If there’s one thing the royal family loves, it’s dogs. Everybody knows about Queen Elizabeth’s famous corgis, but the identities of King Charles III’s dogs are more of a mystery. The queen’s beloved Welsh Corgis will go down in history as some of the cutest British royal family pets, but the dogs that the new King Charles and his wife, Queen Consort Camilla, prefer will definitely give them a run for their money once they take up residence at the palace.
When we think about dogs fit for royalty, it’s tempting to imagine a noble Great Dane or a racing dog with a pedigree that goes back as far as the royals themselves. But it turns out that Charles’s pups didn’t come from a fancy breeder at all. In the timeline of royal dogs throughout history, these pooches will go down as the first humble rescues to reach the pinnacle of luxury. And there’s one thing we know for sure: We’re about to be obsessed with King Charles III’s dogs.
What kind of dogs does King Charles III have?
The first dog breed that springs to mind when we think about the British royal family is the cute corgi, the longtime favourite of Queen Elizabeth II. Considering the longest-reigning monarch was on the throne for 70 years before her death on September 8, 2022, corgis are pretty much the only pet the public associates with the royals.
But when we think about King Charles III in particular, another breed is top of mind: the Cavalier King Charles spaniel, of course. This British dog was named for King Charles II in the 1600s, according to Linda Simon, a veterinary surgeon and consultant for FiveBarks. It’s not the preferred royal pooch, though.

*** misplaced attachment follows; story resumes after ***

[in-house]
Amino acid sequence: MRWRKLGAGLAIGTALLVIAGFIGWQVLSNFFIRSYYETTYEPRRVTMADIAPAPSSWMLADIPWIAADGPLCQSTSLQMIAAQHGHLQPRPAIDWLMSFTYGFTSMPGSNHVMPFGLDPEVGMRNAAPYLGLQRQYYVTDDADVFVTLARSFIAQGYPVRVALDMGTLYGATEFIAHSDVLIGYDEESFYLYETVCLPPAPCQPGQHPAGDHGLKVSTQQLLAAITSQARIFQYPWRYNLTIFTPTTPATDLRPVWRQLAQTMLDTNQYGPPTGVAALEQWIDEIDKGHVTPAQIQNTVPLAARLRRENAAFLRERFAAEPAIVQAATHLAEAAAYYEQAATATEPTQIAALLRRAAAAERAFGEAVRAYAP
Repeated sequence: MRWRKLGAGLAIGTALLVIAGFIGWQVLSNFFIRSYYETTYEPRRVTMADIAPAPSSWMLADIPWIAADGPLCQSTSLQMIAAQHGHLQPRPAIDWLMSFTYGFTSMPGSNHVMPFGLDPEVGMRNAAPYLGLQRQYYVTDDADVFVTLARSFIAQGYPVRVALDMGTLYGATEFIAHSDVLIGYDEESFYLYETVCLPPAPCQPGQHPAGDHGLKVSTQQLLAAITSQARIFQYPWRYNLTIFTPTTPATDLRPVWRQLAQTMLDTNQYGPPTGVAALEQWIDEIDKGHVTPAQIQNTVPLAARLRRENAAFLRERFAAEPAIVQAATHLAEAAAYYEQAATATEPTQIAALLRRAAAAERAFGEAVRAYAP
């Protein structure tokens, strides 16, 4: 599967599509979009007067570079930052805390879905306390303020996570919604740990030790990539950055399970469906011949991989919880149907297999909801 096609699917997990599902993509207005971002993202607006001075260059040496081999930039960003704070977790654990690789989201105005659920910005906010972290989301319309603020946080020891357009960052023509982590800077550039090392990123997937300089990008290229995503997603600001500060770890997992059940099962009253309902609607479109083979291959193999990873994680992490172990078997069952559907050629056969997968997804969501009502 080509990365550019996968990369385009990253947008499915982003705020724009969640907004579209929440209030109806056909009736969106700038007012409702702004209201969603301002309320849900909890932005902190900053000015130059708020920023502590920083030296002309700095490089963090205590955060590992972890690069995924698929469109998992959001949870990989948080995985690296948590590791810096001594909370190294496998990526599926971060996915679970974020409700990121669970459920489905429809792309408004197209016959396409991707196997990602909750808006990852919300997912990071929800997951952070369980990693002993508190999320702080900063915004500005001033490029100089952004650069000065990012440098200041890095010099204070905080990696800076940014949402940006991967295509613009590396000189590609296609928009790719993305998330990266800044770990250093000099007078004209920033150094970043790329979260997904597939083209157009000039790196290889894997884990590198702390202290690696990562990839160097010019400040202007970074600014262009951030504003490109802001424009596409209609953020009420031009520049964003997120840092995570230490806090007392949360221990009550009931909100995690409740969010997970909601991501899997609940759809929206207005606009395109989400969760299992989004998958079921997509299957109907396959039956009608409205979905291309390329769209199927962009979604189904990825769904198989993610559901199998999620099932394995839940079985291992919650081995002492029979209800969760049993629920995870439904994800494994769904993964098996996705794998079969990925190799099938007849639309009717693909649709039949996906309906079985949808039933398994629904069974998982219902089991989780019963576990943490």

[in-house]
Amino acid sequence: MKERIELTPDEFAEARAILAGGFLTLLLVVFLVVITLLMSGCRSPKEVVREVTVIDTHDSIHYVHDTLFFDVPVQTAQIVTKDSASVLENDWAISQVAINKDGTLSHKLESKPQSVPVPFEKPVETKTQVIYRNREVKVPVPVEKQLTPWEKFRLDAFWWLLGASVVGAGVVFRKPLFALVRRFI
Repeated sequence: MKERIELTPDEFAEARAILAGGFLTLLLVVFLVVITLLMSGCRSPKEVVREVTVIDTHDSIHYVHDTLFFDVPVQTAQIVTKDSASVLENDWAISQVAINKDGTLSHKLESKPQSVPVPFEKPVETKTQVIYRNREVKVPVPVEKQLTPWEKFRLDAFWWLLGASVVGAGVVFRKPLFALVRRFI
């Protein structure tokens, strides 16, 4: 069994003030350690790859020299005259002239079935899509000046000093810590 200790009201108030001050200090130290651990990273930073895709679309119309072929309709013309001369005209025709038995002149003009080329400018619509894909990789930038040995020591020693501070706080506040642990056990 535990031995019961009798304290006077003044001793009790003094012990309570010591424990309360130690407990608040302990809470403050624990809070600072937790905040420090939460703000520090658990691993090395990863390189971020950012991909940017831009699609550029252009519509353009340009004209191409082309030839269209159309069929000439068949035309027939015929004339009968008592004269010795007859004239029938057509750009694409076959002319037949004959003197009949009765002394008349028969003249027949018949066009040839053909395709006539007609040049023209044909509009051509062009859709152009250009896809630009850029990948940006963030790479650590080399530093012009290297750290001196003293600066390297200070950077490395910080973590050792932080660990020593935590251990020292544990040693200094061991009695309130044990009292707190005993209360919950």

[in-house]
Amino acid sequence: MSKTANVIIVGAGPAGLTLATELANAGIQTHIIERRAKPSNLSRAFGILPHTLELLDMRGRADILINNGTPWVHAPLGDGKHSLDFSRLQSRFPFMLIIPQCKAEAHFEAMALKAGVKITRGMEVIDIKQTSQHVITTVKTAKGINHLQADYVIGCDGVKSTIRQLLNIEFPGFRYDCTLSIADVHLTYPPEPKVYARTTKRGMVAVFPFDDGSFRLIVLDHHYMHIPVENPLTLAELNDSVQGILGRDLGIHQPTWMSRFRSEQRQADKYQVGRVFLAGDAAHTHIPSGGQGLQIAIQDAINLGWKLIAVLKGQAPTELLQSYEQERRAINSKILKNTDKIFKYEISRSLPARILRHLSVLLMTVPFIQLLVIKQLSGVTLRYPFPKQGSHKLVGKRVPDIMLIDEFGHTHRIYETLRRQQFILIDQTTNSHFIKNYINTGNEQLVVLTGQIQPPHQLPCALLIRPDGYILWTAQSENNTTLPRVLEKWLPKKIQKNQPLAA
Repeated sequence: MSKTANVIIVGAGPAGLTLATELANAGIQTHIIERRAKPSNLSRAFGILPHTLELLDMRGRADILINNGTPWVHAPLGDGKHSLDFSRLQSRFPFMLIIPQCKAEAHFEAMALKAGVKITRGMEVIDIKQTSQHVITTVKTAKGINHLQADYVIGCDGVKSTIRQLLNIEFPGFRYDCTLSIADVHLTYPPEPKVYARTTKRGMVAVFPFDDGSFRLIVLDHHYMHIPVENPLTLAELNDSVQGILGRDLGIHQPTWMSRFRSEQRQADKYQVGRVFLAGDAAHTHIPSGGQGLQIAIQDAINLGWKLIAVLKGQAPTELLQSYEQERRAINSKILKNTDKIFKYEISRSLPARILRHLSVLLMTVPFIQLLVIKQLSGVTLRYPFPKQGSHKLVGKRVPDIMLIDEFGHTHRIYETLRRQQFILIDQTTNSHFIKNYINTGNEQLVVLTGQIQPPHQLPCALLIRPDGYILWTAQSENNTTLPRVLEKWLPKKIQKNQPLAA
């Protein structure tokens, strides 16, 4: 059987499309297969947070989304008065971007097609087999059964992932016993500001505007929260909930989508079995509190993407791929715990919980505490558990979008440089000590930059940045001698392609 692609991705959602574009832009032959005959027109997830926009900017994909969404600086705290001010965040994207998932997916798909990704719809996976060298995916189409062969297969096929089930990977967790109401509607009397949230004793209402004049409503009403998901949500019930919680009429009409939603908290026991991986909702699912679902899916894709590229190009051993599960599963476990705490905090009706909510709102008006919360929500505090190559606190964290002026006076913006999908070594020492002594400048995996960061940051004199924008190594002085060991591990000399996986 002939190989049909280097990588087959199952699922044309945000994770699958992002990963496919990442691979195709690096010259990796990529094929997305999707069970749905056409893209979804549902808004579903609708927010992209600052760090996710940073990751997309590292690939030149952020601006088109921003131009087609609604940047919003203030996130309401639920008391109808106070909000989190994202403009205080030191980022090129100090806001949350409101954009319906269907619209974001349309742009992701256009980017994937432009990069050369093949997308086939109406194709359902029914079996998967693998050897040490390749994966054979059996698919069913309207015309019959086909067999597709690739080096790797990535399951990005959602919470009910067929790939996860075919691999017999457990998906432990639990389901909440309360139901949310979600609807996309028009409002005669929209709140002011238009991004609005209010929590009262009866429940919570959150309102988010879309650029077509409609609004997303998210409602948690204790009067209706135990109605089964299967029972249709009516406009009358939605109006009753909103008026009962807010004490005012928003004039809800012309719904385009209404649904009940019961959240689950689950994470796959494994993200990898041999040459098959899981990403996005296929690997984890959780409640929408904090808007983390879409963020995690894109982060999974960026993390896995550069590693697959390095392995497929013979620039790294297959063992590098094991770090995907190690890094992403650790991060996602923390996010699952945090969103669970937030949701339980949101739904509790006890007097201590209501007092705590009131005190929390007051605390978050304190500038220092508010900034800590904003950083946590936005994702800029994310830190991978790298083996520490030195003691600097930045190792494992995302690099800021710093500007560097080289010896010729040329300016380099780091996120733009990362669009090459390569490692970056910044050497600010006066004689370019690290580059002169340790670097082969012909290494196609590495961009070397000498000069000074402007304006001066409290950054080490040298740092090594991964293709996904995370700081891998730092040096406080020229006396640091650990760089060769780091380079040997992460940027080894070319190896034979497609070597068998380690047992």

As it turns out, King Charles III’s dogs are Jack Russell terriers. He and Camilla brought home two of them – Bluebell and Beth – from a London rescue centre in 2017.
If the new king and queen consort are going to popularise a dog breed, the Jack Russell terrier is a great pick, says Dr Simon. “They are generally healthy, thanks to their sensible body shape and the fact they are not snub-nosed,” she says. And although they can be hyperactive and bark a lot, owners can manage their rambunctious tendencies with enough exercise and training.
These feisty little guys are wire-haired dogs, small in stature but long in endurance. Erika Barnes, founder and CEO of Pet Smitten, notes that there’s a long-held theory about the royals’ choice of pets: The family might strategically select smaller dog breeds so that they “don’t come across as too domineering and dictatorial to the British public,” she says.
She also points out that Jack Russell terriers have been bred in the United Kingdom for hundreds of years and have long been included in hunting packs on royal hunting trips. Despite their little legs, they have no problem keeping up with royals on horseback. After all, they are one of the fastest dog breeds. With enough stamina for a royal workday, that long British heritage and a long-standing connection to the royal family, Charles’s choice of canine companion makes sense.
Are they the first rescue dogs in Buckingham Palace?
The British royal family tree is usually associated with pedigree, not strays. So as Dr Sabrina Kong, a veterinarian with We Love Doodles, explains, the fact that Beth and Bluebell are the first rescue pets in the palace is a big deal. (They’re not, however, the only rescue pets in the family. Meghan Markle and Prince Harry have adopted rescue dogs as well.)
Camilla adopted the pups from the Battersea Dogs and Cats Home in London, of which she is the royal patron. In an interview with BBC Radio 5 in 2020, she revealed that the poor pooches were found separately in terrible condition – Bluebell was rescued while wandering the woods, and Beth had been moved around her whole life.
“They found [Bluebell] two or three weeks later wandering about in woods, no hair on her, covered in sores, virtually dead,” she said in the interview. “And they nursed her back to life, and her hair grew again. She’s very sweet but a tiny bit neurotic, shall we say.”
Fortunately, the two dogs got along well. And considering they’re now King Charles III’s dogs, they’ll certainly never want for anything again.
“Adopt, don’t shop” now has the royal seal of approval. And animal lovers are hoping this sparks a trend. The Battersea Dogs and Cats Home has been operating out of Battersea, London, since 1860 and has re-homed thousands of animals. With such high-profile rescue pets now trotting alongside the king, the hope is that many more people will be inspired to adopt their next pet.